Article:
Cardinal Theodore McCarrick, the former archbishop of Washington, D.C. and one of the U.S. Catholic Church’s most prominent figures, has resigned in shame, after allegations of sex abuse with minors and young seminarians.
McCarrick, 88 years old, was the second cardinal to lose his red hat in living memory. Pope Francis announced today that he has accepted the resignation.
According to the Catholic News Agency, the pope also directed McCarrick to observe “a life of prayer and penance in seclusion” until the end of the canonical process against him, stated a July 28 press release from the United States Conference of Catholic Bishops.
The Vatican said McCarrick submitted his letter of resignation to Pope Francis Friday evening.
Only a pope can approve the resignation of a cardinal from his official status, and it is a measure which, historically, the Church has used very rarely – though this is the second time Pope Francis will have employed the measure.
The first was in March 2015 when the pope accepted the resignation of now-deceased Cardinal Keith O’Brien.
Cardinal O’Brien lived in similar conditions to those now imposed on McCarrick, until his death in March of this year; while he resigned the “rights and privileges” of a cardinal, he was allowed to keep the title.
O’Brien stepped down as archbishop of St. Andrews and Edinburgh in Scotland following the February 2014 revelation of allegations that he had participated in inappropriate sexual behavior with other men in the 1980s.
Because of the scandal, O’Brien recused himself from participating in the March 2013 conclave that elected Francis. In May 2013, after meeting with the newly-elected pope, O’Brien left Scotland for a time of prayer, penance and reflection. Almost two years later Pope Francis accepted his resignation from the cardinalate.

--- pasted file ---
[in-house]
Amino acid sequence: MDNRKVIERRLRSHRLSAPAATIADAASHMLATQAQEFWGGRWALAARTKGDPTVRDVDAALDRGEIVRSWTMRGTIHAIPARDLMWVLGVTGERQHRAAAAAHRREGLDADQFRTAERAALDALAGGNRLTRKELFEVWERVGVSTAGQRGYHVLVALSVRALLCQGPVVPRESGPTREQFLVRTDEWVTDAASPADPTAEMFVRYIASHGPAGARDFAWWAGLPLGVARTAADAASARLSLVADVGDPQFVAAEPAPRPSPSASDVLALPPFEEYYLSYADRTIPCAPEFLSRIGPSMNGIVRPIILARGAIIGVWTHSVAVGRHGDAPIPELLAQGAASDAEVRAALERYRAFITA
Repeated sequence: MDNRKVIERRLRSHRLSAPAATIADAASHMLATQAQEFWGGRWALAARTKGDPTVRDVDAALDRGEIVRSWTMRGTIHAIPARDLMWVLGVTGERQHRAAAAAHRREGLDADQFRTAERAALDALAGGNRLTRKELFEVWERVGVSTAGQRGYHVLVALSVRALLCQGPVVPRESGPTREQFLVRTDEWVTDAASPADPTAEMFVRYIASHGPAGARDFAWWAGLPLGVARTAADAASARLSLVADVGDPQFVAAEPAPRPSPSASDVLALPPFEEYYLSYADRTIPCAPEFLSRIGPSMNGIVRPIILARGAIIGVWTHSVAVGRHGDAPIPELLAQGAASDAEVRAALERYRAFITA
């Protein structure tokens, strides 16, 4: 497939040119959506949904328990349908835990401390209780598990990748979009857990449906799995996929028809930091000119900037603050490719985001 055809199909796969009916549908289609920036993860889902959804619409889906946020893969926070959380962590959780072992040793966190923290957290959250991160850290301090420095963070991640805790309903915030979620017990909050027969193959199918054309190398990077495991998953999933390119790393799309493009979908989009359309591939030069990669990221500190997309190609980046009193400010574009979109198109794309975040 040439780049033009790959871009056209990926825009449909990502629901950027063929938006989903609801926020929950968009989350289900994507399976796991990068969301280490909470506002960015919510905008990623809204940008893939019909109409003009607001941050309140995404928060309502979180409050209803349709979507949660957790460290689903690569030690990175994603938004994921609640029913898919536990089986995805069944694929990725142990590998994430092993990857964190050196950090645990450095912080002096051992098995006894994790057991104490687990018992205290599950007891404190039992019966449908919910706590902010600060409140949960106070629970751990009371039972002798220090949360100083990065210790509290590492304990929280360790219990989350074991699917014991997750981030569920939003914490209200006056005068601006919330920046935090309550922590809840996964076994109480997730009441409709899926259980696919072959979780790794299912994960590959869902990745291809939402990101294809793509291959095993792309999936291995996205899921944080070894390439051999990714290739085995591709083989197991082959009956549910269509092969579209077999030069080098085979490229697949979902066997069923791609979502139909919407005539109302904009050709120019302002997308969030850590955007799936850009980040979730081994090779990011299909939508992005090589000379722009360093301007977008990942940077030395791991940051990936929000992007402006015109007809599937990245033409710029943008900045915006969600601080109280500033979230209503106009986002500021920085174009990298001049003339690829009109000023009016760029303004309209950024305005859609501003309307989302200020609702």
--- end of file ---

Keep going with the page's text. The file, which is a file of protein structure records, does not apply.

The Vatican’s decision to suspend McCarrick follows more than a month of unfolding allegations concerning the prelate.
On June 20, the Archdiocese of New York announced that it had concluded an investigation into an allegation that McCarrick had sexually abused a teenager, finding the claim to be “credible and substantiated.”
The Vatican was informed of that accusation, and as a result, Vatican Secretary of State Cardinal Pietro Parolin, by order of Pope Francis, prohibited McCarrick from public ministry.
Since that announcement, media reports have detailed additional allegations, charging that McCarrick sexually abused, assaulted, or coerced seminarians and young priests during his time as a bishop. The Diocese of Metuchen and Archdiocese of Newark disclosed that they had received reports that McCarrick engaged in sexual misconduct with adults, and reached legal and financial settlements in two cases.
The New York Times reported July 19 a Virginia man’s allegation that McCarrick began sexually abusing him in 1969, when the priest was 39 and the man, “James,” whose full name has not been reported, was 11 years old. McCarrick was reportedly a friend to the alleged victim’s family.
The man says that he continued to be sexually abused by McCarrick for almost two decades, the Times reported.
The man claims the abuse contributed to alcohol and drug habits that plagued him for years. He also says he attempted to disclose the abuse to his father several years after it began, but was disbelieved, according to the Times.
McCarrick was educated at Fordham Preparatory School, Fordham University, St. Joseph’s Seminary and Catholic University of America.